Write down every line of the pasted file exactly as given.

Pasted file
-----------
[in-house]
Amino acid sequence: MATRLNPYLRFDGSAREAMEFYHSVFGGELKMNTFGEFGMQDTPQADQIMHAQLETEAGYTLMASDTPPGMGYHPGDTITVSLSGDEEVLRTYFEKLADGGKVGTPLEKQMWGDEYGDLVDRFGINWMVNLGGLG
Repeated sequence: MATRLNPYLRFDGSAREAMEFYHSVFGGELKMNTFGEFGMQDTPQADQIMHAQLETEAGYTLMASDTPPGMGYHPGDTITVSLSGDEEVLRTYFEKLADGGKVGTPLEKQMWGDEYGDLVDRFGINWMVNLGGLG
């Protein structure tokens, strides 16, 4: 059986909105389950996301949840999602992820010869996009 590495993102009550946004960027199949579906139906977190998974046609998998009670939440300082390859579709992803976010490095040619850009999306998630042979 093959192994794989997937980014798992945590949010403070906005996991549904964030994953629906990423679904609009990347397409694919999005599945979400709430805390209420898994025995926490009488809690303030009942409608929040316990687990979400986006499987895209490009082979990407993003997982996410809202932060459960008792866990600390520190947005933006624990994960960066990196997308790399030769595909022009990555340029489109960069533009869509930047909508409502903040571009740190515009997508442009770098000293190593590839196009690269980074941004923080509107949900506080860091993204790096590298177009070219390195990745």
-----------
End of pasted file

[in-house]
Amino acid sequence: MATRLNPYLRFDGSAREAMEFYHSVFGGELKMNTFGEFGMQDTPQADQIMHAQLETEAGYTLMASDTPPGMGYHPGDTITVSLSGDEEVLRTYFEKLADGGKVGTPLEKQMWGDEYGDLVDRFGINWMVNLGGLG
Repeated sequence: MATRLNPYLRFDGSAREAMEFYHSVFGGELKMNTFGEFGMQDTPQADQIMHAQLETEAGYTLMASDTPPGMGYHPGDTITVSLSGDEEVLRTYFEKLADGGKVGTPLEKQMWGDEYGDLVDRFGINWMVNLGGLG
């Protein structure tokens, strides 16, 4: 059986909105389950996301949840999602992820010869996009 590495993102009550946004960027199949579906139906977190998974046609998998009670939440300082390859579709992803976010490095040619850009999306998630042979 093959192994794989997937980014798992945590949010403070906005996991549904964030994953629906990423679904609009990347397409694919999005599945979400709430805390209420898994025995926490009488809690303030009942409608929040316990687990979400986006499987895209490009082979990407993003997982996410809202932060459960008792866990600390520190947005933006624990994960960066990196997308790399030769595909022009990555340029489109960069533009869509930047909508409502903040571009740190515009997508442009770098000293190593590839196009690269980074941004923080509107949900506080860091993204790096590298177009070219390195990745």